UNDERRATED: Black Sabbath, TECHNICAL ECSTASY

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Thursday, August 5, 2021
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TECH ECS

It's arguably the most divisive album in Black Sabbath's catalog from the 1970s: 1976 LP, Technical Ecstasy. The band had battled messy legal issues to create sixth studio effort, Sabotage. When it came to Technical Ecstasy, the group was fighting a more existential enemy: the birth of punk, when had begun to nip at the heels of long-established rockers like Sabbath.

Between punk and the proliferation of much softer rock from the likes of Eagles and ELO dominating the charts, a shook Tony Iommi looked to open Black Sabbath's sound to keep up with the times. Holing up in a Miami recording studio, the guitarist was adamant that the group add some new wrinkles to the sound: "In the studio, Tony (Iommi) was always saying, 'We've gotta sound like Foreigner', or 'We've gotta sound like Queen,'" singer Ozzy Osbourne remembered in his autobiography, I Am Ozzy. "But I thought it was strange that the bands we'd once influenced were now influencing us."

Opening on the high-energy riff-fest that is "Back Street Kids," Technical Ecstasy does take some severe diversions across its eight tracks. "It's Alright" finds drummer Bill Ward singing lead vocals on the Beatles/Wings-inspired piano track, while "All Moving Parts" finds bassist Geezer Butler throwing in some seriously funky bass lines for the dance floor. Orchestra ballad "She's Gone" is followed by the album closer and high water mark, "Dirty Women." The seven-minute ode to Miami street-walkers allowed Iommi the space to unleash multiple guitar solos throughout the sleek and synth-heavy track somewhat reminiscent of classic Blue Oyster Cult.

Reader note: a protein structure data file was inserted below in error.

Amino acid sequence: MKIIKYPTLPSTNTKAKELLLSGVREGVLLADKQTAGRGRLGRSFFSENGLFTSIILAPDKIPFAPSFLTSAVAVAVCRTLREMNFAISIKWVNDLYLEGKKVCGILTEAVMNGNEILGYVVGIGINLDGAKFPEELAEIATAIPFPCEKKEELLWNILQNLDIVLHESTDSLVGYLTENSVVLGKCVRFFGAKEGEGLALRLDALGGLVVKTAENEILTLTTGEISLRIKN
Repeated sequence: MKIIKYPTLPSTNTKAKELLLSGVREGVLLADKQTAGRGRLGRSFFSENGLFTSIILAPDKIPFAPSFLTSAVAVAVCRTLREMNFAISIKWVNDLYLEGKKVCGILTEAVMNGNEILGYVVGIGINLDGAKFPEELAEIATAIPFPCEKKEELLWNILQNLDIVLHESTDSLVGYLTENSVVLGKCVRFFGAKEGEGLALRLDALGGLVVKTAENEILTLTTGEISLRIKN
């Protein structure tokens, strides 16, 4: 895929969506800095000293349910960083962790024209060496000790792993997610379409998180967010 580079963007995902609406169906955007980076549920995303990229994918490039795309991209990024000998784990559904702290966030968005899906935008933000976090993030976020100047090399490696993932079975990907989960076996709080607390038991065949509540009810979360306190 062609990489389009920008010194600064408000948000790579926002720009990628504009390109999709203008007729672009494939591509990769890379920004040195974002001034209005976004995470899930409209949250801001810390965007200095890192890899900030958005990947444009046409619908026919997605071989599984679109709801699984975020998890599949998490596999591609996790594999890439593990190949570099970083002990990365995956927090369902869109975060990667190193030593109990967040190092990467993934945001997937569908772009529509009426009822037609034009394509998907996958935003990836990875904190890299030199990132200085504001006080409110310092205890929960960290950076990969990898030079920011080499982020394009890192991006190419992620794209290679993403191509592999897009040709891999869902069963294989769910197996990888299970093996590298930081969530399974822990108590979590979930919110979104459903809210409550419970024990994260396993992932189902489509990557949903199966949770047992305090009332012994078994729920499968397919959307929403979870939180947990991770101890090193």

Released on September 25, 1976, Technical Ecstasy seemed to confound critics and fans alike, peaking at #51 on the Billboard 200 for the week of November 27, 1976. The #1 album in America that week: Stevie Wonder's Songs in the Key of Life.

"Black Sabbath fans generally don't like much of Technical Ecstasy. It was really a no-win situation for us," Iommi once said. "If we had stayed the same, people would have said we were still doing the same old stuff. So we tried to get a little more technical, and it just didn't work out very well. We recorded the album in Miami, and nobody would take responsibility for the production. No one wanted to bring in an outside person for help, and no one wanted the whole band to produce it. So they left it all to me!"

"I think we risked a lot; I think we stepped out from our mold or [from] what most people conceived us to be," drummer Bill Ward added. "We took the chance of being whoever we were at the time and allowed that to come out. That's always been one of Black Sabbath's standards - Be who we are, play what we are and be true to our music."

Black Sabbath is celebrating Technical Ecstasy with a massive new deluxe edition box set that's packed with extras. Scheduled for release on October 1st, the set will include a remaster of the original, a remix by Steven Wilson, outtakes and alternative mixes, and live recordings from 1976 and 1977. It will be available either as a four-CD or five-LP collection. Both versions are now up for pre-order right here.

For a taste of the deluxe edition, crank up the freshly remastered edition of "Back Street Kids" below.